W. R. Lethaby: Apprenticeship and Education
This is the fourth text in this series, where Hugh Strange visits key texts throughout W. R. Lethaby’s life.
The building sites of London in the late nineteenth century desperately lacked adequate skills, and this need was being addressed neither on the job nor through appropriate training. The first prospectus of The Central School of Arts and Crafts of 1896 made clear the school’s aspiration to rectify the issue:
‘There is no intention that the school should supplant apprenticeship – it is rather intended that it should supplement it by enabling its students to learn design and those branches of their craft which, owing to the sub-division of processes of production, they are unable to learn in the workshop.’
William Lethaby was employed as art inspector to the newly established Technical Education Board of the London County Council in 1894, and soon after when the Central School of Arts and Crafts was set up in 1896, was appointed one of its founding co-heads, before becoming its sole principal from 1902. Initially based in Regent Street, new premises were opened in Holborn in 1908, with Lethaby remaining in his role until 1911. Supported by a like-minded team of tutors of his choosing, the school sought to train both architects and craftsmen. New forms of teaching pioneered at the Central School were radical and experimental at the time, rejecting bookish learning and focussing instead on working directly with materials and tools within a workshop environment. The syllabus sought to nurture handcrafts – by 1902 there were 31 classes – including leadwork, textiles, gilding, calligraphy and jewellery. Architecture classes were led by Halsey Ricardo, and, with some irony, were apparently held beneath a leaky glass roof, such that students had to use umbrellas inside to stay dry when it rained. To counter the separation of design and production, students throughout the school were encouraged to develop projects from conception through to completion. Significantly, all teaching classes occurred during the evenings to accommodate the working lives of staff and students, and despite the general fees applicable, admission to the school was free for apprentices.
The Central School of Arts and Crafts nevertheless still taught architecture students apart from the building trades. This separation was addressed more directly at the School of Building, established in 1904, and based in Brixton. Once again Lethaby was instrumental in establishing the goals of the school’s syllabus. In contrast to the Central School, and to the various polytechnics that taught trade skills and the universities where architecture was being established within an environment of scholarship, architects were here taught alongside the workmen of the building trades. With the Medieval building workshops of the guilds certainly in Lethaby’s mind, the syllabus provided for architects, foremen and tradesmen – including bricklayers, plasterers, carpenters – to study alongside each other, participating in their own courses in view of each other, and in close enough proximity to work together on shared projects. The School of Building was located within a redundant swimming bath, and workshops for individual classes surrounded the main space of the swimming baths. Here, in the Large Hall, students could work on full-scale mock-ups of construction works. As well as providing the opportunity for collaborative working, this setting allowed practical learning to be aligned with Lethaby’s idea of architecture: experimental building research in materials and structures. The work developed by Lethaby in these schools was closely followed by Hermann Muthesius, author of the influential text The English House, and resident between 1896 and 1903 at the German Embassy in London. Muthesius described Lethaby’s Central School of Art and Crafts as, ‘probably the best organised contemporary art school’, and, on returning to Germany, went on to become a key figure in the establishment and development of the Deutscher Werkbund of 1907, channelling the workshop ethic he had admired in Lethaby’s curricula.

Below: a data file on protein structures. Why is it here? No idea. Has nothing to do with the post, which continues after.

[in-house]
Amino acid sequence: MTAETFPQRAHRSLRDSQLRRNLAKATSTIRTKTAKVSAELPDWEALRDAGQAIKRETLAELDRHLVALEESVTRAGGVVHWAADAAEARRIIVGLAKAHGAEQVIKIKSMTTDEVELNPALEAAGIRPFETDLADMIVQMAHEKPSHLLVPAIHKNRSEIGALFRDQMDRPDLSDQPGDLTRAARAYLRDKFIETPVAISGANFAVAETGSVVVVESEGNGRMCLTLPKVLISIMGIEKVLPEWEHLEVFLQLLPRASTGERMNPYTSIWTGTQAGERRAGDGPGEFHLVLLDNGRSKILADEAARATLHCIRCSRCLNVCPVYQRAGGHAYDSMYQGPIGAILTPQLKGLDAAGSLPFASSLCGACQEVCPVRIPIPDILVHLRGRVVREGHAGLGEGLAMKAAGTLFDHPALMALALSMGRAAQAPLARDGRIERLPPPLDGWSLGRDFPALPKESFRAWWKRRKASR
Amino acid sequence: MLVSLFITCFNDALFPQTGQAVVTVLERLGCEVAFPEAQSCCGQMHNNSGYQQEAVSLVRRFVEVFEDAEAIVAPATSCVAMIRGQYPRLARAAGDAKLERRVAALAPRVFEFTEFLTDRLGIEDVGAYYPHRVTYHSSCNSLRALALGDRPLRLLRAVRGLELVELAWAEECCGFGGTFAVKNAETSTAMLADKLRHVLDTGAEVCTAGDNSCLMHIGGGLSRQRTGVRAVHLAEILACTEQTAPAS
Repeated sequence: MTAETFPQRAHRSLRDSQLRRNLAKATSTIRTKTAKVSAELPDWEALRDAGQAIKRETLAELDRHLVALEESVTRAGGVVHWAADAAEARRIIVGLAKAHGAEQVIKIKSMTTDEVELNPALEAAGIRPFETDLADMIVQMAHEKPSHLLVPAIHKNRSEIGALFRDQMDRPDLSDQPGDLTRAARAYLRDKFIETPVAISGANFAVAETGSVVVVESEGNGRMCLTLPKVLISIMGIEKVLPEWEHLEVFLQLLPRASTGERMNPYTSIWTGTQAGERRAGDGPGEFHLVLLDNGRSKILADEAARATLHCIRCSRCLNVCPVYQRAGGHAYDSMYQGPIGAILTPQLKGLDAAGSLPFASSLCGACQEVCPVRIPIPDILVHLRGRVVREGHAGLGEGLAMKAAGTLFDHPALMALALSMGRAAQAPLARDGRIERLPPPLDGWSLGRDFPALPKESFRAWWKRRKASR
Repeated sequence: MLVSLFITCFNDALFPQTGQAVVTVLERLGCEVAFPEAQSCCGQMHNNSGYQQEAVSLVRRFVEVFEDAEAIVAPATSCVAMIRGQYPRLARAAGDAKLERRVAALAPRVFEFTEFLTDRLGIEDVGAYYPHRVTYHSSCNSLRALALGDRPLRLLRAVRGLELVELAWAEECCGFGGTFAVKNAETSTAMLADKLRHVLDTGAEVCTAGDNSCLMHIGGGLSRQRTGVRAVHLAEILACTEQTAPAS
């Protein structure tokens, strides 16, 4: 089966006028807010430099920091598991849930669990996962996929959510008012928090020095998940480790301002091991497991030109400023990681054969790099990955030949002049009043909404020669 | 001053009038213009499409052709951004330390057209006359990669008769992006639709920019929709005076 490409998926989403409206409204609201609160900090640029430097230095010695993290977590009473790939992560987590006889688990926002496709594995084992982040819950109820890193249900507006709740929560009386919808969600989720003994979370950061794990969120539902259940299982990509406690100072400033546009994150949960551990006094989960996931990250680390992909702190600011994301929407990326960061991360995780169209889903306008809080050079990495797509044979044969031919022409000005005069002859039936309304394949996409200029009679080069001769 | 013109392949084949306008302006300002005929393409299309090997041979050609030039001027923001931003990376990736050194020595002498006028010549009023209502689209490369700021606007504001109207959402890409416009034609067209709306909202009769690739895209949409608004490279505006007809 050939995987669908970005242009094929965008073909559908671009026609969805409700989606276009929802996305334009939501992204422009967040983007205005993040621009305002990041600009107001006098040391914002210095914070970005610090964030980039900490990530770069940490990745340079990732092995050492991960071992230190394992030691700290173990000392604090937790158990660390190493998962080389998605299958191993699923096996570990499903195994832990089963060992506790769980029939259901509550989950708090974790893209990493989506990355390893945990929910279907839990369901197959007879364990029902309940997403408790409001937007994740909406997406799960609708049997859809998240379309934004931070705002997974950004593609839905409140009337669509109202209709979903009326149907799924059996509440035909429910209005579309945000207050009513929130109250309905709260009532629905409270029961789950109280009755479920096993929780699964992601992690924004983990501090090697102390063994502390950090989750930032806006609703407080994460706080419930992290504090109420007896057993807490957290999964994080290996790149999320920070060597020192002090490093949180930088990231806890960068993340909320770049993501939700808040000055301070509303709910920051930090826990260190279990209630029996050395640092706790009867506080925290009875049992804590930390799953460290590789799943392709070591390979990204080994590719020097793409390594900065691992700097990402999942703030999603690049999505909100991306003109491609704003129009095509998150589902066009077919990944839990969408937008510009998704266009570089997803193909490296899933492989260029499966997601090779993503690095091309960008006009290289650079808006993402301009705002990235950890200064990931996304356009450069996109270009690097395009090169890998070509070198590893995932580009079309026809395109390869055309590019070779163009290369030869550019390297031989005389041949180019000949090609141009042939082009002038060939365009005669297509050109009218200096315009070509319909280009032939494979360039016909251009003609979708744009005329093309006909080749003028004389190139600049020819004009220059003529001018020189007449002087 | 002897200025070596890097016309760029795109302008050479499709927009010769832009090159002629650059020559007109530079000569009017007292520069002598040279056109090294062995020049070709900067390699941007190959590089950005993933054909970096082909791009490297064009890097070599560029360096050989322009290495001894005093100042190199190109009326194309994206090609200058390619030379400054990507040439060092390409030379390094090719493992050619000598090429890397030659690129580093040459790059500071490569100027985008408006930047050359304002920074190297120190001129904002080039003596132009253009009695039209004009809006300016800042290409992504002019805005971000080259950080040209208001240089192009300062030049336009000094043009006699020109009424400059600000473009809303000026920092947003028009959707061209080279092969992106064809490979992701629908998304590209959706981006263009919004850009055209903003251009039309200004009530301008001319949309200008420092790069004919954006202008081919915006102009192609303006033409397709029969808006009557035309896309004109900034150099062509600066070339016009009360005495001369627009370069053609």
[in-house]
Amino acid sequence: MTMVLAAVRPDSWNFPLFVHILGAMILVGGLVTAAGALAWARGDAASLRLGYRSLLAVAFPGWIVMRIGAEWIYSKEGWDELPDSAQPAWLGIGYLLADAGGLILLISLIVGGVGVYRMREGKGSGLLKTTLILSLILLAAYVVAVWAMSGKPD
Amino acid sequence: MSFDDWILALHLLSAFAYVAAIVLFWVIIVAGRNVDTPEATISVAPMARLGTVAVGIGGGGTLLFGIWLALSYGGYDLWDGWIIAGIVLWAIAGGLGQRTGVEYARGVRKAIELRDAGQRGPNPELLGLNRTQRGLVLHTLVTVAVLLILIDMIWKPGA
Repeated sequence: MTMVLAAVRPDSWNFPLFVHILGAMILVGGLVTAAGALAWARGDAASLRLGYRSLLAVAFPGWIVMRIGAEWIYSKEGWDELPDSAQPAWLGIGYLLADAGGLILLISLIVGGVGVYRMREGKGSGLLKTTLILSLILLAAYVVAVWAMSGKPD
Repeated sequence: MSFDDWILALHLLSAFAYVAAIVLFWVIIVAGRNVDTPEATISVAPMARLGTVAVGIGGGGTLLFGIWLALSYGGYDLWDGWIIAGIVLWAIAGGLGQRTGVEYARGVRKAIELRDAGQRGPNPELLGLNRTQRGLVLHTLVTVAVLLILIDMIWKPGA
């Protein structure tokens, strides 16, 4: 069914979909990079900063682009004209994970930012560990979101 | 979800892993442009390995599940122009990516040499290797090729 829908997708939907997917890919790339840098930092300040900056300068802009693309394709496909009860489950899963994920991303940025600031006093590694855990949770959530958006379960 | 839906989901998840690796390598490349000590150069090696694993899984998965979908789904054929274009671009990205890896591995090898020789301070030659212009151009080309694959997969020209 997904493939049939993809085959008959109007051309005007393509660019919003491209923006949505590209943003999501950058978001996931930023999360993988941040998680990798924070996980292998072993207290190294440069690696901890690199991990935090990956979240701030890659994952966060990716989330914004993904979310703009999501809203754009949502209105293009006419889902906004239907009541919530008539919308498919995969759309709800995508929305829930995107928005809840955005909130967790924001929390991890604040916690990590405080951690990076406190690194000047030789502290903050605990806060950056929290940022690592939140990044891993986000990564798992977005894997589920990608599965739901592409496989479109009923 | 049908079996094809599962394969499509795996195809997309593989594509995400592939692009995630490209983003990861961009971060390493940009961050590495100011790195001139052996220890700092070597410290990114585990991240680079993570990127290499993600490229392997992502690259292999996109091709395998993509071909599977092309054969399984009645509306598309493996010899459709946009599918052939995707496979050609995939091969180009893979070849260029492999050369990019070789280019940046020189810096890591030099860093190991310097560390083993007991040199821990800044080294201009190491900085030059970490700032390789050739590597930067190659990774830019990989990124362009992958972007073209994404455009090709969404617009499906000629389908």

By the turn of the century, Lethaby had wound up his architectural practice, his last projects being the construction of All Saints’ church at Brockhampton, and the remarkable, but unsuccessful competition for Liverpool Cathedral in 1902. From this time onwards, perhaps appreciating the opportunity for greater influence, his focus was on teaching and writing. First published in 1922, Form in Civilization: Collected Papers on Art and Labour, presents a series of significant essays of this period. Interestingly, Lewis Mumford’s foreword to the second edition of the book in 1957 acknowledges Lethaby’s importance within the Arts & Crafts movement, describing him as having, ‘an honoured place as one of the apostolic succession that began with Ruskin and moved on through William Morris.’ Included within the collection are three essays of relevance to Lethaby’s teaching ethos, perhaps the most noteworthy being Apprenticeship and Education. This paper was presented at the International Conference on Drawing in South Kensington in 1910, which perhaps explains the text’s particular focus on drawing. Lethaby here writes against learning about drawing, extolling instead the merits of learning drawing by drawing. Significantly, he also suggests that drawing be allied to the learning of a craft, and best undertaken as a vehicle to understand that craft, ‘All I have to say is an amplification of the idea that all education should be apprenticeship, and all apprenticeship should be education.’
You can read all of Form in Civilization: Collected Papers on Art and Labour here. Lethaby’s essay on ‘Apprenticeship and Education’ is on page 139.